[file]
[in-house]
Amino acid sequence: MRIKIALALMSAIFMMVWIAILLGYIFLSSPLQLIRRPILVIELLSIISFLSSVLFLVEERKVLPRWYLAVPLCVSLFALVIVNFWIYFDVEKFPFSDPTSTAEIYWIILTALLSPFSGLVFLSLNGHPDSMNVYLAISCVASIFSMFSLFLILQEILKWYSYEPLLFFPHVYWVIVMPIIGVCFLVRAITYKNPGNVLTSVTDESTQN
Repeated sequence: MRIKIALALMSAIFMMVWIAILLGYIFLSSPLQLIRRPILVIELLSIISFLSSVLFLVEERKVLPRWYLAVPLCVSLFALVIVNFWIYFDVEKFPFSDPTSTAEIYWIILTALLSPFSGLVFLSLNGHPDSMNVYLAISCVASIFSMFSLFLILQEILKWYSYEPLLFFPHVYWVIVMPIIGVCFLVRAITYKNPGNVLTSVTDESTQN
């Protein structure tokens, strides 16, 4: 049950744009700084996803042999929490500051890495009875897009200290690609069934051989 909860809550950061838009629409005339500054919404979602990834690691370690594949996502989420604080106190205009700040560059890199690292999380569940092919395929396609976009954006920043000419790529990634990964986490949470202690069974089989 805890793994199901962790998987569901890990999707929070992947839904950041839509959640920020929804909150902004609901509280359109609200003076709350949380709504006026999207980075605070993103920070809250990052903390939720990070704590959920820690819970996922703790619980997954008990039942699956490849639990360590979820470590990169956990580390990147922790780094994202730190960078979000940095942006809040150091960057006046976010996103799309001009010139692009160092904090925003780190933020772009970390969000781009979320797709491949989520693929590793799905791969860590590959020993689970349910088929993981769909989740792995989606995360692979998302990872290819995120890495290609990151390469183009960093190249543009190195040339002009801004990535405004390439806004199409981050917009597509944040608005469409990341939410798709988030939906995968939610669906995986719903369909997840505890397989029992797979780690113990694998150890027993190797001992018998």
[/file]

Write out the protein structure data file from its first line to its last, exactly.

[in-house]
Amino acid sequence: MRIKIALALMSAIFMMVWIAILLGYIFLSSPLQLIRRPILVIELLSIISFLSSVLFLVEERKVLPRWYLAVPLCVSLFALVIVNFWIYFDVEKFPFSDPTSTAEIYWIILTALLSPFSGLVFLSLNGHPDSMNVYLAISCVASIFSMFSLFLILQEILKWYSYEPLLFFPHVYWVIVMPIIGVCFLVRAITYKNPGNVLTSVTDESTQN
Repeated sequence: MRIKIALALMSAIFMMVWIAILLGYIFLSSPLQLIRRPILVIELLSIISFLSSVLFLVEERKVLPRWYLAVPLCVSLFALVIVNFWIYFDVEKFPFSDPTSTAEIYWIILTALLSPFSGLVFLSLNGHPDSMNVYLAISCVASIFSMFSLFLILQEILKWYSYEPLLFFPHVYWVIVMPIIGVCFLVRAITYKNPGNVLTSVTDESTQN
């Protein structure tokens, strides 16, 4: 049950744009700084996803042999929490500051890495009875897009200290690609069934051989 909860809550950061838009629409005339500054919404979602990834690691370690594949996502989420604080106190205009700040560059890199690292999380569940092919395929396609976009954006920043000419790529990634990964986490949470202690069974089989 805890793994199901962790998987569901890990999707929070992947839904950041839509959640920020929804909150902004609901509280359109609200003076709350949380709504006026999207980075605070993103920070809250990052903390939720990070704590959920820690819970996922703790619980997954008990039942699956490849639990360590979820470590990169956990580390990147922790780094994202730190960078979000940095942006809040150091960057006046976010996103799309001009010139692009160092904090925003780190933020772009970390969000781009979320797709491949989520693929590793799905791969860590590959020993689970349910088929993981769909989740792995989606995360692979998302990872290819995120890495290609990151390469183009960093190249543009190195040339002009801004990535405004390439806004199409981050917009597509944040608005469409990341939410798709988030939906995968939610669906995986719903369909997840505890397989029992797979780690113990694998150890027993190797001992018998």